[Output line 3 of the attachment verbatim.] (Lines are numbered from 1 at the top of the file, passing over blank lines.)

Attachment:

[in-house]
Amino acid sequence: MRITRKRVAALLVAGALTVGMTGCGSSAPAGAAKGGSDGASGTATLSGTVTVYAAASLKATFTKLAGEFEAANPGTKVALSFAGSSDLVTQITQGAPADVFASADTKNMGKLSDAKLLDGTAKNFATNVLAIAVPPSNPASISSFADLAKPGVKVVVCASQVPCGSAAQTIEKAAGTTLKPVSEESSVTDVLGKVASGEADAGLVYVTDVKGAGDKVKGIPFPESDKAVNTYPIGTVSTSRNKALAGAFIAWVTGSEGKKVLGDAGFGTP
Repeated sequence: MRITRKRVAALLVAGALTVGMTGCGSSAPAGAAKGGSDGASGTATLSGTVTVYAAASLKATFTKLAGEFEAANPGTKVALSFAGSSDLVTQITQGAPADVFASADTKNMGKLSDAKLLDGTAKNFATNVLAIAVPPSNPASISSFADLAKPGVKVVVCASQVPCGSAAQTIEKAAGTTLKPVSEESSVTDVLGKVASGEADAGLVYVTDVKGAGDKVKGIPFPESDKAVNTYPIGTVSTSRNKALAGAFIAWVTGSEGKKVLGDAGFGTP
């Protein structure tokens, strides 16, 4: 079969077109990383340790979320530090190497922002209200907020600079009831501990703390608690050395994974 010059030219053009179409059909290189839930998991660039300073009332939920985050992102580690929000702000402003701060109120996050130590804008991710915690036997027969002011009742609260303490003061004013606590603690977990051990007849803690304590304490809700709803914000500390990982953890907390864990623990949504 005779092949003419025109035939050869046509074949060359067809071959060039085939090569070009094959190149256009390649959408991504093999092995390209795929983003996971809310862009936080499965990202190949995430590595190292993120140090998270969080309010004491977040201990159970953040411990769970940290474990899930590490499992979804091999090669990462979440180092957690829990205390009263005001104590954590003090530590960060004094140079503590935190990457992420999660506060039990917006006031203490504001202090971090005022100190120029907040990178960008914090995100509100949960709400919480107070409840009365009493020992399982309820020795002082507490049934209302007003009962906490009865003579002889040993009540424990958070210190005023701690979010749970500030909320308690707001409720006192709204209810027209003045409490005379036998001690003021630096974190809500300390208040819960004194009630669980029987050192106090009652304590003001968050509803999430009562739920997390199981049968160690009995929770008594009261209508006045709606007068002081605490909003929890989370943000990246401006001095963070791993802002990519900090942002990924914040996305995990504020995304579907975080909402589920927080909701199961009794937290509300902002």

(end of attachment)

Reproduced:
Repeated sequence: MRITRKRVAALLVAGALTVGMTGCGSSAPAGAAKGGSDGASGTATLSGTVTVYAAASLKATFTKLAGEFEAANPGTKVALSFAGSSDLVTQITQGAPADVFASADTKNMGKLSDAKLLDGTAKNFATNVLAIAVPPSNPASISSFADLAKPGVKVVVCASQVPCGSAAQTIEKAAGTTLKPVSEESSVTDVLGKVASGEADAGLVYVTDVKGAGDKVKGIPFPESDKAVNTYPIGTVSTSRNKALAGAFIAWVTGSEGKKVLGDAGFGTP